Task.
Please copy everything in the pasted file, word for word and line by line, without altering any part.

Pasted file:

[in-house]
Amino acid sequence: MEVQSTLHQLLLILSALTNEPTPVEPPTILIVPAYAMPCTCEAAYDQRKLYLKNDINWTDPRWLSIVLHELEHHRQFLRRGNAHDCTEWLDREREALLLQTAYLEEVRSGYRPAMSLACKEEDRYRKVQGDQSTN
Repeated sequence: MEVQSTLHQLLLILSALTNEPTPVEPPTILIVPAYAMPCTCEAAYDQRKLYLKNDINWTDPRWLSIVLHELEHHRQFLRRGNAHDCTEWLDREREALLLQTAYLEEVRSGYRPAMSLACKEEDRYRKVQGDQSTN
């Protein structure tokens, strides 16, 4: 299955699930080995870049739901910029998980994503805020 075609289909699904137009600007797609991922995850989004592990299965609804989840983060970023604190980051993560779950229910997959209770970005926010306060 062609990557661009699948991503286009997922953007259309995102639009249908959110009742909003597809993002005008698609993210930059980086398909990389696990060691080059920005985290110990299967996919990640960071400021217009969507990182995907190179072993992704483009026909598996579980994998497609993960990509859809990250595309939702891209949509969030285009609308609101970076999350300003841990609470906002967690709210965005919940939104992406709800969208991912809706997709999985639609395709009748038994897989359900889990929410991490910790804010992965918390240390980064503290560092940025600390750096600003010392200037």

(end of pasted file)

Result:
[in-house]
Amino acid sequence: MEVQSTLHQLLLILSALTNEPTPVEPPTILIVPAYAMPCTCEAAYDQRKLYLKNDINWTDPRWLSIVLHELEHHRQFLRRGNAHDCTEWLDREREALLLQTAYLEEVRSGYRPAMSLACKEEDRYRKVQGDQSTN
Repeated sequence: MEVQSTLHQLLLILSALTNEPTPVEPPTILIVPAYAMPCTCEAAYDQRKLYLKNDINWTDPRWLSIVLHELEHHRQFLRRGNAHDCTEWLDREREALLLQTAYLEEVRSGYRPAMSLACKEEDRYRKVQGDQSTN
């Protein structure tokens, strides 16, 4: 299955699930080995870049739901910029998980994503805020 075609289909699904137009600007797609991922995850989004592990299965609804989840983060970023604190980051993560779950229910997959209770970005926010306060 062609990557661009699948991503286009997922953007259309995102639009249908959110009742909003597809993002005008698609993210930059980086398909990389696990060691080059920005985290110990299967996919990640960071400021217009969507990182995907190179072993992704483009026909598996579980994998497609993960990509859809990250595309939702891209949509969030285009609308609101970076999350300003841990609470906002967690709210965005919940939104992406709800969208991912809706997709999985639609395709009748038994897989359900889990929410991490910790804010992965918390240390980064503290560092940025600390750096600003010392200037």